However, the situation has become very appalling upon which young people are losing their lives as a result of defecating near a big gutter or in a bush at night where wild animals can cause harm.

People especially those in the rural areas are suffering due to the absence of toilet facilities or few toilets facilities serving more people in an area.

Read this (Man dies during “free range” http://www.ghanaweb.com/GhanaHomePage/regional/artikel.php?ID=332414)

After pondering on the existence of the WTD celebration and the ongoing open defecation activity, these questions came to mind: “What is the significance of celebrating World Toilet Day? What are the strategies or measures government is putting in place to end open defecation as far as the WTD is concerned?”

Open defecation can end when the government together with NGOs concerned engage in a massive project to construct more toilet facilities to each household in the country especially to those in the rural areas.

In addition, more seminars and public education must be organized to involve all the citizens on sharing ideas on how to provide possible means to ensure proper sanitation in the country as part of celebrating the World Toilet Day.

I think the media should give more publicity on the celebration to create the awareness to the public to also observe such a day by keeping the environment including the toilets clean and avoid open defecation to ensure sanitation in the country.

 

Written by Dorcas Aba Annan

Feature/Opinion: Investigate and Punish

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There is a real crime here; it is called “Voting Fraud.”
Electoral Fraud.” Or “Election Fraud.” This is the proverbial elephant in the room, as members of the U.S. intellectual community are wont to say. And yet, this is what even the leaders of the main opposition New Patriotic Party (NPP) are curiously refusing to discuss or talk about. Instead, they simply want the current Voters’ Register thoroughly scrapped and replaced with a new one.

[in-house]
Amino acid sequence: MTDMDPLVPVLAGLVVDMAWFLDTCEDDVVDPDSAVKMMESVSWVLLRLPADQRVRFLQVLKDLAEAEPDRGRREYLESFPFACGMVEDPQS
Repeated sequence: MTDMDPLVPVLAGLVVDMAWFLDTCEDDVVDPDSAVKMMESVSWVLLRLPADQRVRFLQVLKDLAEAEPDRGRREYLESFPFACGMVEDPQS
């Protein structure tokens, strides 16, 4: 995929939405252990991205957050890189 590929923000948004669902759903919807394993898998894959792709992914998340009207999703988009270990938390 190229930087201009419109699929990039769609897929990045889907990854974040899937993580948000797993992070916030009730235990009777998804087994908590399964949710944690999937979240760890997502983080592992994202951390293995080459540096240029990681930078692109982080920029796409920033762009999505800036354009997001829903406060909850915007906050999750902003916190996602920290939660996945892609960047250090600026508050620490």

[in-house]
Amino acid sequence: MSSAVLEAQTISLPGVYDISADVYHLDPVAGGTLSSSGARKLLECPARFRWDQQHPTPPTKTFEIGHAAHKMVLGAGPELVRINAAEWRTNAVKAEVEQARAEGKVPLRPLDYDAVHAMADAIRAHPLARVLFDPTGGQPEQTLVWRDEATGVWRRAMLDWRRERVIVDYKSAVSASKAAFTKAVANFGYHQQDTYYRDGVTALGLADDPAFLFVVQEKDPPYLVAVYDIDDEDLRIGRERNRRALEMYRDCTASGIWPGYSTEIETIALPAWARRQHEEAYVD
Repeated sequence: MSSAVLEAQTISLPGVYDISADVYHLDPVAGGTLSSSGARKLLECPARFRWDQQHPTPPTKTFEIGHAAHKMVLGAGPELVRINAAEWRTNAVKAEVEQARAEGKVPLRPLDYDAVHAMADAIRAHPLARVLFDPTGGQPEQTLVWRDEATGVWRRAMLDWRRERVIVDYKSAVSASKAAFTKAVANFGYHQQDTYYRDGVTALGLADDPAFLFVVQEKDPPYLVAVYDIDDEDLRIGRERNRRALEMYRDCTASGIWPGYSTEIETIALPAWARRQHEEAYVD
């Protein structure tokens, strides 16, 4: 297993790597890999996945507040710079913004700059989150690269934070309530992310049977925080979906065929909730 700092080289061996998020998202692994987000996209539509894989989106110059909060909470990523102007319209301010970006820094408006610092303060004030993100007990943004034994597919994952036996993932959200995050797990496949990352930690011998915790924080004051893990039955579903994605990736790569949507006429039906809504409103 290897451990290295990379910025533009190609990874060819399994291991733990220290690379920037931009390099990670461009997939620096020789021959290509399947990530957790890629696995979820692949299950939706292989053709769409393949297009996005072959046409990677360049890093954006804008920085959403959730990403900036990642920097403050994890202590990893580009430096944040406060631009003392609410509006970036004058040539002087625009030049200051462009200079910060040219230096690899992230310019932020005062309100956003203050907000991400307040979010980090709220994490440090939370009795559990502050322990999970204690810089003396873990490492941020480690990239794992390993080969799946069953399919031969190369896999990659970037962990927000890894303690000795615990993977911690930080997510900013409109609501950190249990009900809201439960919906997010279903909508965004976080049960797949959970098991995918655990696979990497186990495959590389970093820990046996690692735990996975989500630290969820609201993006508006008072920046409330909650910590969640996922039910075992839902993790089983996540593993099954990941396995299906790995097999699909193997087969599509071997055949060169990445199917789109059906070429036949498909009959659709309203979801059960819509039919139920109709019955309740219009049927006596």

Hopefully, this new register will not be compromised by the 76,286 Togolese citizens whose photo IDs and vital statistics appear on Ghana’s Voters’ Register. You see, you cannot claim to love justice and fair play and not want the culprits to be brought to justice.

In other words, what Messrs. Akufo-Addo and Bawumia and their associates ought to be fighting for is to have whoever wilfully participated in this epic scam to be promptly brought to justice. There is absolutely no reason to expect that this massive fraud will not be reprised, unless those engaged in it, irrespective of sociopolitical status, are brought to justice. Attempting to make an ethnic or tribal issue out of the Ketu-South scandal would not work. So far, the latter instance appears to be the most serious of all the uncovered cases of massive voter fraud in the country, because the criminal syndicate that orchestrated such fraud had crossed international boundaries to commit such heinous act of criminality. It is tantamount to a foreign occupation, whereby non-Ghanaian citizens are made to determine the choice of who succeeds to the presidency.

Indeed, many of us have always suspected that the leaders of the ruling National Democratic Congress (NDC), led by President John Dramani Mahama, were in cahoots with some of our ECOWAS neighbors to hijack and prejudice our country’s democratic culture. Now it appears we were always on the side of the truth, as painful as this may come to those of us proud of our inviolable Ghanaian identity, dignity and sovereignty. The devious attempt by Mr. Johnson Asiedu-Nketia, the General-Secretary of the NDC, to play the tribal/ethnic card expediently against his own Akan ethnic group will not wash. It will not wash because it is patently irrational and politically motivated.

For starters, it was not only the Anlo-Ewe constituency of Ketu South, in the Volta Region, that was forensically examined and exposed by the Bawumia-led team of NPP biometric-technology experts; other predominantly Akan constituencies such as Ga-West, Adenta Municipality, Kpone and Katamanso, all in the Greater-Accra Region, were spotlighted and highlighted. Then also, Nzema-East, Suaman, Amanfi-East and Sekondi were also determined to have Voters’ Registers jam-packed with ineligible voters, largely minors.

Mischievous political operatives like Mr. Asiedu-Nketia, alias General Mosquito, who find it convenient to play the tribal card, had better read what Mr. Chris Bukari Atim’s “Letter of Resignation” addressed to the then-Chairman of the Provisional National Defense Council (PNDC), dated December 3, 1983, in which the former Rawlings cabinet appointee extensively details the intrinsically “Ewe-Duopoly” that was the Rawlings-Tsikata-dominated PNDC and draw their own logical conclusions.

Source: Read more at: http://www.modernghana.com/news/638253/1/investigate-and-punish.html